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SMSFundamentals: Fat Cat Superannuation Funds Feed Off Fees

SMSFundamentals | Oct 04 2019

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Fat Cat Superannuation Funds Feed Off Fees

A new report reveals what investors may already know, that "fees make all the difference" to final outcomes for superannuation members' retirement savings, with many funds struggling to generate returns strong enough to cover the negative impact of high investment fees.

Investors reap the best returns when super funds charge less than 1% in fees
-QSuper and UniSuper claim the largest numbers of low-fee, high-return funds
-ANZ and AMP own the largest numbers of high-fee, low-return super funds
-Index funds on average beat 90% of super funds.

By Nicki Bourlioufas

The 2019 research, Fat Cat Funds Report 2019 from investment adviser, finds the best-performing superannuation funds charge less than 1% in investment fees. Stockpot calls these top performers the ‘Fit Cat Funds’. This year they were led by QSuper and UniSuper. By contrast, the worst-performing funds charge average fees of more than 2%. This year these ‘Fat Cat Funds’ were led by ANZ Bank ((ANZ)) and AMP ((AMP)).

To come up with its ratings, Stockpot analysed 600 of Australia’s largest superannuation funds to find the best and worst performing funds. It then ranked the funds on how they performed after fees over five years, compared to other funds in the same asset category.

Super members come out best when fees less than 1% 

High fees affect everyone, regardless of their age or stage. A member of a superannuation fund that charges less than 1% in investment fees would be $200,000 better off at the end of their working life than someone in a fund that charges 2%, the report found.

The people worst affected will be those now aged in their 20s and 30s who have more years of work ahead of them. However, people nearing retirement are also badly affected by fees. Although their investment strategies usually become more conservative, and thus fees drop, the larger size of their portfolios means they are losing a big slice of their returns. 

Across the industry, superannuation funds charged the highest fees for aggressive funds, followed by growth, balanced and moderate risk funds. However, the total average fee charged across these four categories by the best-performing funds – the Fit Cats – was less than half that charged by the worst-performing funds – the Fat Cats.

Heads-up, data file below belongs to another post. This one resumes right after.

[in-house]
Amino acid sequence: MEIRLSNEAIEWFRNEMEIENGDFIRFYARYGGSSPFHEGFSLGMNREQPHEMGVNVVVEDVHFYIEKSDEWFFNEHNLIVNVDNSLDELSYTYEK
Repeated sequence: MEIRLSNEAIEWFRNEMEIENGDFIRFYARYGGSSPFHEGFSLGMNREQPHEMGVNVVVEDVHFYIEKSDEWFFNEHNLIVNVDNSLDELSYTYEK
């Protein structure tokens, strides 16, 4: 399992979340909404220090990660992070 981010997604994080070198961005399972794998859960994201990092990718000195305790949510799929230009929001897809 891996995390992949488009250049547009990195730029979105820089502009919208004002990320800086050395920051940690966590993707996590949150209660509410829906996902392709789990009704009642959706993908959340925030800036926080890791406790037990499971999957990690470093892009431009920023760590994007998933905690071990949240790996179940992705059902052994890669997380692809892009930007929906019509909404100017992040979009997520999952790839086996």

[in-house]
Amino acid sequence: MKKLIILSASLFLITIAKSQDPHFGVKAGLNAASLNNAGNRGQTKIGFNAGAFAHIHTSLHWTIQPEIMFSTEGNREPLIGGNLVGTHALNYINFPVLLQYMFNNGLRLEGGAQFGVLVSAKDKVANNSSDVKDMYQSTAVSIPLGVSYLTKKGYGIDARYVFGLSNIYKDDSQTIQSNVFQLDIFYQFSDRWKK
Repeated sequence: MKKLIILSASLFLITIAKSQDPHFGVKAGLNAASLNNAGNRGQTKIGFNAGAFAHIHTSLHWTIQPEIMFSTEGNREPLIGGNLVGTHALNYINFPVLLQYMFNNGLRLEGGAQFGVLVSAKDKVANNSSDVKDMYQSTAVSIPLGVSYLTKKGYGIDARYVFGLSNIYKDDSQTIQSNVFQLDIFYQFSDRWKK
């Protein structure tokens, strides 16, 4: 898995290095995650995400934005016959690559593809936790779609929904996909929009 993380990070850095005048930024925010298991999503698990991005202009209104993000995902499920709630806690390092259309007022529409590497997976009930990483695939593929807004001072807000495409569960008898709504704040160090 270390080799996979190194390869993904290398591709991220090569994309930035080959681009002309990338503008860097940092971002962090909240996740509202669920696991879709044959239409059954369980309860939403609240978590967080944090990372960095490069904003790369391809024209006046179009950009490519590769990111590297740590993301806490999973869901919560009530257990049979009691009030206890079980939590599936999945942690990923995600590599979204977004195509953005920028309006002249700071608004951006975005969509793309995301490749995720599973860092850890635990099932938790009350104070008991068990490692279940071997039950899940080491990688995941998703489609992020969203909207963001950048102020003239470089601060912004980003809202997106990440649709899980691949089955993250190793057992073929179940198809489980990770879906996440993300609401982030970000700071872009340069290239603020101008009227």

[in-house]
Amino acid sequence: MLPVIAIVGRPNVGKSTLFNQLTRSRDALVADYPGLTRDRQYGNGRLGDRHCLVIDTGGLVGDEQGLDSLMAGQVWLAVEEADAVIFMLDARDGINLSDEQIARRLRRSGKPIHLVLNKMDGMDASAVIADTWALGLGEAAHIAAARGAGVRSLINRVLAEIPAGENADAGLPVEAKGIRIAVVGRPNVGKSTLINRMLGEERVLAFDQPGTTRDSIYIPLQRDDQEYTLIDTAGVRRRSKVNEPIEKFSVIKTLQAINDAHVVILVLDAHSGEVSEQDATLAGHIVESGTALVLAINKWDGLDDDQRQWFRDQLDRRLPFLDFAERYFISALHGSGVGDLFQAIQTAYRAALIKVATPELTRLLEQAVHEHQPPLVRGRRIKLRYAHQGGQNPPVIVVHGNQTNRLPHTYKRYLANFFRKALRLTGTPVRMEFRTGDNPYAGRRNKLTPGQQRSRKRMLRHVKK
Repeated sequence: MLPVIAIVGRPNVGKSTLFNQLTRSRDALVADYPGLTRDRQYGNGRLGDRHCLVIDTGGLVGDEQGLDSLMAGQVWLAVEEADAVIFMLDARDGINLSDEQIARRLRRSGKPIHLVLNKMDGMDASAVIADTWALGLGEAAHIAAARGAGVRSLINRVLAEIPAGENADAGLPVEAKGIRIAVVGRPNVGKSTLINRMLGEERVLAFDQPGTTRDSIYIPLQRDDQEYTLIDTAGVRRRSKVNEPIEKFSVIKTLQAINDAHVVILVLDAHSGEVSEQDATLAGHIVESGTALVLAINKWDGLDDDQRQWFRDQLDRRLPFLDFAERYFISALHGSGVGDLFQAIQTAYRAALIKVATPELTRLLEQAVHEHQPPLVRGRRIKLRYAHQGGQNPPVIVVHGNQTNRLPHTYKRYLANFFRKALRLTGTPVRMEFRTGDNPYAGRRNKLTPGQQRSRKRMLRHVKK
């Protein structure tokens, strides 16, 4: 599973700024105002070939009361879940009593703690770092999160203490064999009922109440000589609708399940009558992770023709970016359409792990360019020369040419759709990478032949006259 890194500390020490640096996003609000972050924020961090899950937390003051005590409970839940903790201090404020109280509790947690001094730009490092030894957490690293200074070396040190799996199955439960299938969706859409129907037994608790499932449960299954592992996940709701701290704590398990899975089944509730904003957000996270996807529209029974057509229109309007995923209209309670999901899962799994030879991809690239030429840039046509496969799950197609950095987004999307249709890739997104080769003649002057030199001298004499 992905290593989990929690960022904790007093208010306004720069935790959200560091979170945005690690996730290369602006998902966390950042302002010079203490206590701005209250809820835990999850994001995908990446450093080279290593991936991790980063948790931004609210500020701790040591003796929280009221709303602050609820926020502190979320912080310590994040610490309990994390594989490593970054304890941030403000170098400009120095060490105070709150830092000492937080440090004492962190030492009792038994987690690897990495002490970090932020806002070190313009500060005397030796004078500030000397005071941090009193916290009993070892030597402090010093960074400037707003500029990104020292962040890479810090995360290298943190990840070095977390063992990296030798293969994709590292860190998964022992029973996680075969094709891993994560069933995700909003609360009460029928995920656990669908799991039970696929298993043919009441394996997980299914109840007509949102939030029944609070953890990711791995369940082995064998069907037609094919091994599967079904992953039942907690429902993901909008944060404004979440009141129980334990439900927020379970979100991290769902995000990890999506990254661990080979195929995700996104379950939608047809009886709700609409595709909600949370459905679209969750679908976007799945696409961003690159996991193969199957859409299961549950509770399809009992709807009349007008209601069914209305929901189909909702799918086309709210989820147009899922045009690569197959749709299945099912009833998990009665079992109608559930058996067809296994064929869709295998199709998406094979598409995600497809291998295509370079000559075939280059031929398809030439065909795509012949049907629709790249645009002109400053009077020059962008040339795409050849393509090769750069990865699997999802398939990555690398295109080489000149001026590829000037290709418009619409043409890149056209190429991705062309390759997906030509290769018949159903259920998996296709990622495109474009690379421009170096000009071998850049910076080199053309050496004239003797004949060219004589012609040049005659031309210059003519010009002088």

The Fit Cats charged a total average fee of 0.93% across the four risk categories – 1.08% for aggressive management, 1.01% for growth funds, 0.82% for balanced and 0.81% for moderate risk funds.

The Fat Cats charged a total average fee of 2.07% across the categories – 2.61% for aggressive, 2.38% for growth, 1.79% for balanced and 1.5% for moderate.

“Our analysis shows that there is approximately $7 billion sitting in the largest 40 Fat Cat Funds, costing Australians $150 million in fees every year!” Stockpot says.

ANZ and AMP the worst of the Fat Cat Fund managers

ANZ/OnePath topped the list of Fat Cat Funds for the seventh year running, Stockpot says, being responsible for 11 out of the 40 worst funds.  ANZ shares the honours with AMP, which also had 11 Fat Cat Funds. As well, Stockpot gave Fat Cat Fund ratings to four Perpetual funds, three MLC funds and three Zurich superannuation funds.

By contrast, Stockpot gave its Gold Fit Cat Fund Award to QSuper, which manages nine Fit Cat Funds. QSuper manages $100 billion in superannuation investments.

The Silver Fit Cat Fund award went to UniSuper, which won gold in 2018. Bronze went to AustralianSuper, which has four Fit Cat Funds. AustralianSuper is the country’s largest with $160 billion under management for 2.2 million members.

“Despite having different investment strategies, the one factor these three funds all had in common was investment fees of well under 1%,” Stockpot says. “Every Fit Cat Fund had fees of less than 1% with an average fee of 0.76%.”

Indexing the answer to high fee drag on member returns 

Stockpot argues superannuation funds should use indexing investing, noting the “index funds on average beat 90% of super funds”.

“Investing is one of the few places where the more you pay, the less you get,” the report says.

“Because indexed portfolios are low cost, they beat almost all higher cost funds over the long run,” the report says.

Investing in an index means buying shares in all companies that make up that index, in the same proportion. This passive investment strategy aims to mimic, or replicate, the performance of the index.

Stockpot argues that superannuation managers choose not to index because of conflicts of interest that remain despite several government inquiries into the financial services industry.

“All of the players in the super game have a vested interest to appear to be ‘active’ in making adjustments to their recommendations from year to year,” the report says. “Consultants to superannuation funds want to earn recurring fees, and fund managers need a reason to justify their high six or seven figure salaries.” bills itself as “Australia’s most experienced investment adviser”, established with the aim of doing away with the “high fees, confusing jargon, endless paperwork and lack of transparency” that give the wealth management industry “a bad name”.   

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